Collaboration is indeed one of the cornerstones of productivity and ultimately, success. Sharing ideas and working together works until we all start to think alike.
It is true what they say: " There is nothing new under the sun". I believe this is true, well, in part. Most great ideas, even the ones we can all agree are fresh and new come from some other idea, service, product, failed invention, and so on. I am sure even Apple's Jobs or Thomas Edison both looked to past experiences or innovations for inspiration for their new ideas.
In business, it is always healthy, and often profitable to stand out from the pack. Even on your team if your goal is to transcend your current title/position, you will want to be unique... in a way that gets the attention of your bosses but does not disrupt the productivity of your overall group.
You will want to come up with new ideas. You must innovate and improve upon the methods and systems your firm uses. I mean, don't get me wrong, "teamwork makes the dreamwork", but being on a team does not mean you simply go with the flow. Being a team player doesn't mean that you simply hop on whatever is popular or trending for the day.
This is the type of behavior we see more and more in today's world of social media. Most trends are propelled by a slew of users simply supporting and strengthening the impact of ideas simply because they do not want to go against the grain.
Most people today buy into ideas simply because they do not want to incur the wrath/criticism of the rest of the crowd. Social science tells us that we are not in control of how we think as much as we might want to believe.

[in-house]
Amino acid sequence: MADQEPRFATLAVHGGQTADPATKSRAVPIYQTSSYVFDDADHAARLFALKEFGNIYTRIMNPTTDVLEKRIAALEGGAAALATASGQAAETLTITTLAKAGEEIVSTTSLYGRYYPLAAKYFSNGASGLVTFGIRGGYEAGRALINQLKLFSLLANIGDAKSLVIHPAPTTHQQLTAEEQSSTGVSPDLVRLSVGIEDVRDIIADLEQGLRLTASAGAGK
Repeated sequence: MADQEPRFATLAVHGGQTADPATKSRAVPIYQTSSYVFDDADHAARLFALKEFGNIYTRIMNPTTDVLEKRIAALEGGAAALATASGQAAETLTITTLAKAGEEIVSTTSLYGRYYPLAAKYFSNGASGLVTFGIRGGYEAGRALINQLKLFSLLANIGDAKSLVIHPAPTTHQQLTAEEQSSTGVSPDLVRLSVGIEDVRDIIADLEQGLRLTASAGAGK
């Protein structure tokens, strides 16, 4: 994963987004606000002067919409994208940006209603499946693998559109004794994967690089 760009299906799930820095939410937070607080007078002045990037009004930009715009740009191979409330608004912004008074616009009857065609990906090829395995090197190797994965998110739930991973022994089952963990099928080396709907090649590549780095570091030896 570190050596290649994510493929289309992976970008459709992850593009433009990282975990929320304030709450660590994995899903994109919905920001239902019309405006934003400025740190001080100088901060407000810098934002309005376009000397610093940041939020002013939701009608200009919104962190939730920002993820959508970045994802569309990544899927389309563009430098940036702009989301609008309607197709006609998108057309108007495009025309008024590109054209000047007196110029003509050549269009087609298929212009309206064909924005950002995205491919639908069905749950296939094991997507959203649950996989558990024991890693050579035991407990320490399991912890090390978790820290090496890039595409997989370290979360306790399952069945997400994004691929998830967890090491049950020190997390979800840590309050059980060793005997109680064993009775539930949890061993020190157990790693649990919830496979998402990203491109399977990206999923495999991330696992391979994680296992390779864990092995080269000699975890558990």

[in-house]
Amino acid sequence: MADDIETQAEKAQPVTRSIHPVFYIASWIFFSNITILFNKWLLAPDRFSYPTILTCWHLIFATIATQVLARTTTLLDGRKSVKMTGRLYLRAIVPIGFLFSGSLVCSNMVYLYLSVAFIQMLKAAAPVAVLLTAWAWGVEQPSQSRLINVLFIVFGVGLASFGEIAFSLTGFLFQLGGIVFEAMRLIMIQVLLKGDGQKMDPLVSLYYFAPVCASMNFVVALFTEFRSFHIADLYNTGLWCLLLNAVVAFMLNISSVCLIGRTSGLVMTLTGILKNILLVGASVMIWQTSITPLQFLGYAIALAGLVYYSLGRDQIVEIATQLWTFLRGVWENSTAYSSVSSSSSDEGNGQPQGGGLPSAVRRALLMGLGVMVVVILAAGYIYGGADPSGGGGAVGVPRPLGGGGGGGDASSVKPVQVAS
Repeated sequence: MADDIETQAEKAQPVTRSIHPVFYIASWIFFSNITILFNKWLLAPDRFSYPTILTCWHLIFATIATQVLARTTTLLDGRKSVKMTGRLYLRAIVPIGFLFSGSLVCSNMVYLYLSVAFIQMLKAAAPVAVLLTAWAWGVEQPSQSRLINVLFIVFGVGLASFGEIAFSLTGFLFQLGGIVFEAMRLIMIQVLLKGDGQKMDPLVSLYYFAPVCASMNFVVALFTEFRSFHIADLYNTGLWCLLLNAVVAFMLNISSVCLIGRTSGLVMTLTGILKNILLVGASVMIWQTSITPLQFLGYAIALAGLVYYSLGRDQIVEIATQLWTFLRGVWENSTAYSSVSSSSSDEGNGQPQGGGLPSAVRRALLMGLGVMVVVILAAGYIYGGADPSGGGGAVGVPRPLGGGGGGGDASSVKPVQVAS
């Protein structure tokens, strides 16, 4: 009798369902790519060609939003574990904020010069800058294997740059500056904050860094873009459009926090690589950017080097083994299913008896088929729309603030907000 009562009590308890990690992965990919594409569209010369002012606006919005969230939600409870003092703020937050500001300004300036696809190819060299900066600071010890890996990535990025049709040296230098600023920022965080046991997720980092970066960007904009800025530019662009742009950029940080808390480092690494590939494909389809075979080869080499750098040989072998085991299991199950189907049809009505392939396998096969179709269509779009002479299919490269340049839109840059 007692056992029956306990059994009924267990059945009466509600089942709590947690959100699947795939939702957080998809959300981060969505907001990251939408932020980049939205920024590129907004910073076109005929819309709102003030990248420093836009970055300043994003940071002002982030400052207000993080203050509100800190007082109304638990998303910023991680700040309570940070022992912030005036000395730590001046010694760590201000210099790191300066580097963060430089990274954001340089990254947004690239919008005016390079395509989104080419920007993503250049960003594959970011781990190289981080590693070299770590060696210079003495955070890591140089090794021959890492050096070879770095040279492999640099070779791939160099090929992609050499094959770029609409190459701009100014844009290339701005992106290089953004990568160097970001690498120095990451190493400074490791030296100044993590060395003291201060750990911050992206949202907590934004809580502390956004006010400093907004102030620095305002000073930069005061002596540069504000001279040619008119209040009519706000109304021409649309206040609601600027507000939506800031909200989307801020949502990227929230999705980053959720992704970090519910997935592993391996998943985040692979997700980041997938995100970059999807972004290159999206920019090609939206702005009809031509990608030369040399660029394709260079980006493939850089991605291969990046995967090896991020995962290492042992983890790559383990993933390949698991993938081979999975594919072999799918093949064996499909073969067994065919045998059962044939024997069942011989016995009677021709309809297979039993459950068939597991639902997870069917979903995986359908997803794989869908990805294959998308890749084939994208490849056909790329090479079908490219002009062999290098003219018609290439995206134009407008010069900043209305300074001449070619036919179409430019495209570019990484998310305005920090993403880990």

The research suggests that we are constantly reinforcing and influencing one another's views and opinions on a whole host of issues. This phenomenon is known as group polarization.
That being said, here are three simple tips to help you maintain your independence of thought in a collaborative work environment.
2. Embrace criticism
I know this is counterintuitive in today's environment but trust me when I tell you that, being able to listen to folks who do not often see things your way and trying to see why they see things their way will go a long way to help you form unique views.
Even your well-defined detractors have some comments that might help you be a better version of yourself. That is if you focus on the validity of their opinions of you and not their motives.
Forget all this psychobabble about "Haters" and all the hype on social media. Each critic, whether in business, life, or love is saying something that I think is worth exploring, even if for a moment to help you form well-rounded opinions.
3. Talk to end-users
In life and in business, most of us have this inexplicable tendency to mask our fears. We, as humans do this so as to not seem vulnerable or weak. My guess is this is a natural evolutionary characteristic we have kept since our ancestors roamed the plains of North Africa.
One of the most interesting ways we do this is by pretending we actually like talking to new people. I mean, let' be honest, no one actually enjoys going up to strangers and striking up a conversation. We certainly do not enjoy speaking in front of groups of people. In fact, public speaking ranks higher than death in most surveys.
I say this to say that, folks in your firm will typically sit around and look at charts and graphics, avoiding human contact, to try and solve a human problem. Brands typically fail to meet the needs of their customers simply because they never ask their customers what their needs are.
Break this cycle. Try to communicate with your end-users as often as you can especially in times of transition to help gain a unique perspective on what your customers want, will like, and will pay for.
4. Check the backstory
We have all seen Maleficent, for years as the evil fairy godmother character in Charles Perrault's fairy tale Sleeping Beauty. Well, until Angelina Jolie played the character in a fuller, more dynamic version on the big screen. In this film version of the old tale, Maleficent's back story was fully explored and reasons for her being what she was was told in its entirety. Without given away any spoilers, one could argue that a panoramic view of her character inspired some sort of empathy for her. Being able to explore the backstories of people, situations, problems, etc. Will help you form your own, well-informed unique views on just about anything.